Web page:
I really hope you will at least come back to that problem after Exchange 2010 has been released and issue a hotfix that makes Exchange 2007 compatible with Windows Server 2008 R2. There will be quite a few reasons why this should be done, one of them is to allow people who purchased Exchange 2007 and do not want to upgrade to Exchange 2010 (or whose company policy wont allow it) to use the latest Server OS once a reinstall is necessary. You don´t need to support all the features of R2 with Exchange 2007, just make it work similar to R1 once Exchange 2010 is out. Having said that, I am looking forward to Exchange 2010 :-)

  9. MaximumExchange.ru says:

    Yeah, I wonder too – Why someone may don’t want to install a new SP2 to a product? Fears? Diffidence?

    I always do, after some thorough testing in the lab of course.

    Русский перевод статьи здесь (Russian version of this post is here): http://www.maximumexchange.ru/2009/09/22/exchange-2007-sp2-and-windows-server-2008-r2/

  10. Martin says:

    I don’t see the big problem in not supporting Exchange 2007 on Server 2008 R2. Why do you want to spendt time reinstalling or adding Exchange 2007 cluster servers and so on to the environment on Server 2008 R2 instead of just using Server 2008 SP2? If you are ready for the new server OS shouldn’t you be ready for the new Exchange version as well?

    I am looking forward to the release of Exchange 2010 so that we can take benifit of the new DAG features.

  11. Flemming Riis says:

    honestly i dont see it as a big deal , sure its annoying but its not like there is any features in R2 that you cant live without.

    Its not like 2008 have become impossible to install after R2 is out.

  12. VasekB says:

    blablahbla.. we need to push customers to our new Exchange2010, it’s all… it’s same situation as NTBackup.. good, well working program finished, because M$ need to push customers to new program DPM/ImageBackup with few features of NTBackup…

  13. tavoc says:

    So what do you recommend to use?

    I have a Server08 R2 Enterprise which is the main DC, and i wanted to install my Exchange 07 on it.

    Unfortunately it did not let me install it, therefore i have to possible ways left: install the RC1 Exchange on it or to have a VM with Server08 and Exchange 07 on the Server08R2 box.

    Does anybody know the release date of the final Exchange 2010? Because the RC is limited to only 120 days…

    Can I count to see Exchange 2010 in MSDNaa close to RTM?

    regards,

    tavoc

  14. Martin says:

    @Goran

    As Flemming writes, why is it so important to use Server 2008 R2 for your Exchange server what benifit is so important to get? The new 2008 R2 does have some nice features, but I have seen none that Exchange 2007 would abosolutely need. The new features in 2008 R2 makes more sense on other servers in the domain.

    @tavoc, i wouldn’t recommend Exchange on a DC unless you are running an SBS server.

  15. malcolm says:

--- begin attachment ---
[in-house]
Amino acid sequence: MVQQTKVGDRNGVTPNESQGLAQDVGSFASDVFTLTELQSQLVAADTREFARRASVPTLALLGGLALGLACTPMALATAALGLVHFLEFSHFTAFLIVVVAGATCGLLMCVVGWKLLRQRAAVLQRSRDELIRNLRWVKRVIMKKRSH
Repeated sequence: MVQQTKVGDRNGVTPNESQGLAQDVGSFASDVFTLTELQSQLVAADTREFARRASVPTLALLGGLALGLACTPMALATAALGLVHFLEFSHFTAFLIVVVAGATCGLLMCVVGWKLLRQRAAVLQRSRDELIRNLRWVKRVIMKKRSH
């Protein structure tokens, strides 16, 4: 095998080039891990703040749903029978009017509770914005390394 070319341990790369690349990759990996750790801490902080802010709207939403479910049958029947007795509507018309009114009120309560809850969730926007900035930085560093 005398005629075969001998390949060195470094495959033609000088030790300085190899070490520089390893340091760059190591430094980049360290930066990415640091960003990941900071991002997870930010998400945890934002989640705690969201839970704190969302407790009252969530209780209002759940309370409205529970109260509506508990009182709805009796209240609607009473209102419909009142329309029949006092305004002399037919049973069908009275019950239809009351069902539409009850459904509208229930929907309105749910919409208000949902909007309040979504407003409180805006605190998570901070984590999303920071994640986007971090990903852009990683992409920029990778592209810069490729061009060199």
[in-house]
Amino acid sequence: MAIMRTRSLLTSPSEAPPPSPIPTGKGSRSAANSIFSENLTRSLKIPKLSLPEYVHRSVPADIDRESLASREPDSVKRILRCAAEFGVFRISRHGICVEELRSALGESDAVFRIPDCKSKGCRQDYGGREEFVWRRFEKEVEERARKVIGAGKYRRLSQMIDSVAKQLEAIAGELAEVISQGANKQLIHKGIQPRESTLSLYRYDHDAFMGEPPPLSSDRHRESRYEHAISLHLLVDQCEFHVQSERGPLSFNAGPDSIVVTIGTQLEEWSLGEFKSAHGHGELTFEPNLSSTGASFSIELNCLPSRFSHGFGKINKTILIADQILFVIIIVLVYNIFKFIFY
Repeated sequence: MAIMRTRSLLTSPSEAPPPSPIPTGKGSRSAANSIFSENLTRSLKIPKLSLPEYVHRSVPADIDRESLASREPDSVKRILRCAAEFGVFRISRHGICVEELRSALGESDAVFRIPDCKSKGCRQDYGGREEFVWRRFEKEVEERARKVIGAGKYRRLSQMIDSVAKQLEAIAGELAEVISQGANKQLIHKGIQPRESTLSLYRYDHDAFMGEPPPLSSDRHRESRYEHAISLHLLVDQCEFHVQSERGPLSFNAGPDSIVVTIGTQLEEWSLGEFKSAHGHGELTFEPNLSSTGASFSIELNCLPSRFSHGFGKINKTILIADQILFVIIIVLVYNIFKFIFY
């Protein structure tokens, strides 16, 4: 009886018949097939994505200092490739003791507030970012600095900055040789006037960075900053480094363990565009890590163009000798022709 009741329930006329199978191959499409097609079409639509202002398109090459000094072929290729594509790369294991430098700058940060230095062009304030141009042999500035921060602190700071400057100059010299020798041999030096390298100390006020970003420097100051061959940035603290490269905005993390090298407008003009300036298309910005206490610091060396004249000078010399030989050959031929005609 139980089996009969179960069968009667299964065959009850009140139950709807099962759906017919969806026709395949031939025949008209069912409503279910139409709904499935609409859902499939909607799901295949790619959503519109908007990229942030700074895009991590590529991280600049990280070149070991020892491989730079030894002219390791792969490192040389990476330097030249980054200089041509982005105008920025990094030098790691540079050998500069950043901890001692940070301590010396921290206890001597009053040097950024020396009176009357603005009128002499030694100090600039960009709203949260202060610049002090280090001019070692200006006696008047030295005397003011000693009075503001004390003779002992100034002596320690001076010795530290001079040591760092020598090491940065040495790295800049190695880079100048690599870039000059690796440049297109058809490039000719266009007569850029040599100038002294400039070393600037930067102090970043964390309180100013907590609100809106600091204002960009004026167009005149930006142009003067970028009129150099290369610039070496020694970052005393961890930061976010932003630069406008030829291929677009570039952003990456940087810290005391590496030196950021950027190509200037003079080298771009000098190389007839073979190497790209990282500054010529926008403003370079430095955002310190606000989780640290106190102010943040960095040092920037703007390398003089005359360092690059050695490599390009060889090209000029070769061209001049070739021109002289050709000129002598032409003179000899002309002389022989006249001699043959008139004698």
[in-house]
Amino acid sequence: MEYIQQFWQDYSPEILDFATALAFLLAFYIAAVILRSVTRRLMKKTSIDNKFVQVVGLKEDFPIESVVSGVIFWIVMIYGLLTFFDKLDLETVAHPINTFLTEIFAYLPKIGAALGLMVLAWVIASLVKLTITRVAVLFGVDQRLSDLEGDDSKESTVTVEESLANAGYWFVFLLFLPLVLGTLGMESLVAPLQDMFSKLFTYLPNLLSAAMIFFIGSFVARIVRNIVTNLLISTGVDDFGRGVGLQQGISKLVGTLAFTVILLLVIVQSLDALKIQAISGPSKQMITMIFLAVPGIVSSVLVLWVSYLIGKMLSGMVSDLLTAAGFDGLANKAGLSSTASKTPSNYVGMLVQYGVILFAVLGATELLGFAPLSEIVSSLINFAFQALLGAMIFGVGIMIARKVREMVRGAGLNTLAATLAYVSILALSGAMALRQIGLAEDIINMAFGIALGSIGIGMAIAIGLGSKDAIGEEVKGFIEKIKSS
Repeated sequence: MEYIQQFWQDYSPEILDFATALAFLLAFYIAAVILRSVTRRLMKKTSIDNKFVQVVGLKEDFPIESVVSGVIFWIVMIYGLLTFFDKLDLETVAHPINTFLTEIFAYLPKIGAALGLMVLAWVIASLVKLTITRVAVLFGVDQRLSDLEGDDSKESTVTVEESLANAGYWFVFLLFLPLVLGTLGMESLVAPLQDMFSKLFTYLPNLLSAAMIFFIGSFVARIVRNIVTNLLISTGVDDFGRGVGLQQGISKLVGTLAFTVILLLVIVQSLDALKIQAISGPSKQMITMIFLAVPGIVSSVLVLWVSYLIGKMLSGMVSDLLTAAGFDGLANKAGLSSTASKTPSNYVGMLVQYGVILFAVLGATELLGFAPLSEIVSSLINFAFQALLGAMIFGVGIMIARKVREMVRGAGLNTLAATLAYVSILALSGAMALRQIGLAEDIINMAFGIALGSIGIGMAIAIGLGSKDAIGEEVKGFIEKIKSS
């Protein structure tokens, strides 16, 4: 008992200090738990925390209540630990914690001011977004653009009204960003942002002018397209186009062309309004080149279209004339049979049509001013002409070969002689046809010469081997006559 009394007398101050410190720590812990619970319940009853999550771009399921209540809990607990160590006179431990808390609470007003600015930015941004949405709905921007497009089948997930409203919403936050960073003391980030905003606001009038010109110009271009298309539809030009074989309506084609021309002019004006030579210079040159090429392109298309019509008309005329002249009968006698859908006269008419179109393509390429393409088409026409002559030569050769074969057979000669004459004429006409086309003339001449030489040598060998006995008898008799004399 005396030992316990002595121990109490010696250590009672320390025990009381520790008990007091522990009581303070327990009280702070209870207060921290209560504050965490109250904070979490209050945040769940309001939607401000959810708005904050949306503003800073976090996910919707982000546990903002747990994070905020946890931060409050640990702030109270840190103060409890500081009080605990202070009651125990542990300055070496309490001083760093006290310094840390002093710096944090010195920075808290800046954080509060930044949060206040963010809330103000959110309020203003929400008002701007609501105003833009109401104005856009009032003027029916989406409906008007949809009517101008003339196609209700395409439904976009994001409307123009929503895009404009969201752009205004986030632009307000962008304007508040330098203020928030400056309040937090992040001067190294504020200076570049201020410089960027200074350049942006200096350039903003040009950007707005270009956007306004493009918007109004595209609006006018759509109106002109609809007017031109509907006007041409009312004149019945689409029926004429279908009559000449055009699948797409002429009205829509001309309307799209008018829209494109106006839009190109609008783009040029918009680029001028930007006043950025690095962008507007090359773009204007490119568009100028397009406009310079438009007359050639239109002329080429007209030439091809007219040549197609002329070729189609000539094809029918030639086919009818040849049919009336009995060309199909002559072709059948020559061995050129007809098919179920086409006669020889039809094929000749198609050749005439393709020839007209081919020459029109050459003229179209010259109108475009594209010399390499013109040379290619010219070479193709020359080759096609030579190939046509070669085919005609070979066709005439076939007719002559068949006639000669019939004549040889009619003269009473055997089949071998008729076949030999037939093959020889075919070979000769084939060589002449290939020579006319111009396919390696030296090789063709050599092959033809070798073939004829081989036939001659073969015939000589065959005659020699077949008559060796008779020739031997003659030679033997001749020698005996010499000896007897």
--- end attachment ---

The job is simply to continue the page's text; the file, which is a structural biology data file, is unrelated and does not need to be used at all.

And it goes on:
It’s important to decide on OS levels as a consistant platform across a company.  This is why you generally don’t see companies that deploy WinXP, Vista, and W7 in an enterprise — they’ll typically wait and migrate the entire company to a singular platform for supportability reasons.  It just makes sense.

    In the same sense, those companies choosing to migrate to WS2008R2 are forced to use Ex2010 as their messaging solution.  Since this is not yet released, it cannot be completely evaluated, plus it has the added "stigma" (be it right or wrong) of being a SP0 level product, which still scares some companies.

    To the point of the original article, it SHOULD be up to the respective companies whether or not they are "taking advantage of new Windows 2008 R2 features", in the sense of Exchange 2007 server.  I don’t see how that is even relevent.

    I was hoping to read this article and see specific technical reasons why it could not be supported.

  16. jbright says:

    This topic is a little… Currently I have 7 Servers in my exchange environment.  3 Cluster mailbox servers (Windows 2003 R2 x64) Exchange 2007 with Rollup 8… 2 HUB Transport Servers and 2 Edge Servers with the same stats… I undertand that you CANNOT do a inplace upgrade from 2003 to 2008 on the clustered boxes, but what about doing an inplace on the Edge and Hubs?  I have breathing room to do a "fresh" start with the Mailbox Servers, but not with all seven.  

  17. Josh says:

    I for one do not understand why some people are so angry about this. And what does it have to do with anti trust? Confused? Because Microsoft is forcing you to use what you already have? w00t!! I just don’t see a ton of people going to Exchange 2007 now that Exchange 2010 is literally around the corner. I am sure it happens but it is surely a minority.

    Exchange 2007 still works both on Windows 2003 and Windows 2008. You can still install new machines, it is all still working. It’s not like the running on R2 wold give you more lifecycle out of the server anyway, as per MS lifecycle information, both W2008 and R2 seem to have the same end of life.

    For all of us still on Exchange 2003, I am happy that Exchange team decided to spend more time on Exchange 2010 rather than deal with Exchange 2007 and R2, as that is what I am looking at.

  18. Martin Tüscher says: